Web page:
PEORIA, IL -- Are we all sick of the commentary praising Antonin Scalia as brilliant? It's not true.
There are also many questions about his death, such as who was at the ranch when he died (lobbyists?). The owner even had a case before the Supreme Court, according to news reports.
But back to his so-called brilliance. Here's another view by Randy Fritz, a retired teacher of history and social studies.
With the passing of Supreme Court Associate Justice Antonin Scalia, it is time to look back at his tenure with a more critical eye. Yes, I’m sure his reputation as a raconteur was well deserved. His judicial philosophy was, wanting, however; at least to me.
Let’s start with “originalism,” his cherished doctrine of the Constitution. To put it bluntly, there is no such thing, at least not in the sense he means it. It is a figment of the man’s imagination. His outsized personality was able to convince others on the Court of its validity; especially those with weaker minds (I name no names).
A single example will serve to illustrate. The year was 1791 and Alexander Hamilton had convinced Congress to pass a bill creating the (First) Bank of the United States. It was to be capitalized 1/5 by government revenue and 4/5 by private investment.
Hamilton saw the law as a way to carry out several of Congress’ powers, as delineated in Article I, Section 8. Among them were: the power to borrow money, collect taxes, coin money and regulate the value thereof. Hamilton concluded, through his reading of the “Elastic Clause” or “Necessary and Proper Clause” (Article I, Section 8, Clause 18): “[Congress Shall have the power to:] make all Laws which shall be necessary and proper for carrying into Execution the foregoing Powers, and all other Powers vested by this Constitution in the Government of the United States, or in any Department or Officer thereof.”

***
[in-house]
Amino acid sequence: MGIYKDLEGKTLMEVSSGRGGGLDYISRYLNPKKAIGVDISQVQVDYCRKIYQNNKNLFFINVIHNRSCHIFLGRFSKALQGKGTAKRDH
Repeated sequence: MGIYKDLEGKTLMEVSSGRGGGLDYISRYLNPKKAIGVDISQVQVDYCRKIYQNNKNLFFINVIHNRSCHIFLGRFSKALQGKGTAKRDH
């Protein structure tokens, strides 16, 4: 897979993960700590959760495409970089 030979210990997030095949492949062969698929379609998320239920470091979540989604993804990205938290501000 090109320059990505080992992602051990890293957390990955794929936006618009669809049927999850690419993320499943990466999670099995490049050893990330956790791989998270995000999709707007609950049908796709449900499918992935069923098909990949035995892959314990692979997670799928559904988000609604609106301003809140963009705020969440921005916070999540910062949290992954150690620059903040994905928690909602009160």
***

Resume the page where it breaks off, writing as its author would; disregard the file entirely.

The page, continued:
Let us remember that Hamilton was at the Constitutional Convention and influential in writing the document. “No,” he argued to president Washington, “we are not limited to the powers specifically created in I, 8 because the Elastic Clause allows us to” (of course I’m paraphrasing here—what he actually wrote would take pages to relate here you can find the actual report online).
Thomas Jefferson, Secretary of State, disagreed. He wanted a small national government and a rural society; he wanted, therefore, to limit the powers of the national government and therefore denied the “broad interpretation” espoused by Hamilton. The two were beginning to hate each other. Let us further remember that Jefferson was not at the Constitutional Convention. At the time of its writing he was the American ambassador to France.
George Washington, President and, earlier, president of the Constitutional Convention, signed the bill, thereby codifying the broad interpretation. There are other examples from the Washington/Hamilton era (like the Report on the Public Credit), but we needn’t go there.
In short, the broad interpretation is “originalism.” Any attempt to paint the Framers as “narrow” believers is completely wrong. From much other writing, other framers constantly saw changes in the document’s meaning, as situations warranted. Beyond “broad,” there is little original intent. I’m convinced this idea of “narrow Originalism” is a modern contrivance to limit federal power in the modern conservative mold.
Another point is germane here. Much of the Constitution is extremely vague. The framers knew the first president and Congress would begin the process, through precedent, of “forming” a new national government. Indeed they did so. The interpretation continues to this day, and Scalia’s claim that the Constitution is “not a living document [but] dead, dead, dead has no basis in reality. Read Article II and think about presidential power. There is almost nothing about it there. The framers left it to George Washington to fill in the blanks.
Finally, I would argue that Scalia’s argument is specious at a far more basic level. Would he deny the presidency’s ability to commit troops overseas? The Constitution gives that power exclusively to Congress. Should we not have an Air Force? It’s not mentioned anywhere in the document (for obvious reasons). There are a thousand other examples of agencies, boards, and applications in law that are necessary in a 21st-century American government that would be impossible with a “dead” Constitution.
Antonin Scalia was indeed powerful in his 30-year tenure. I’m not convinced that power was well exercised or historically based, as he so often claimed. -30-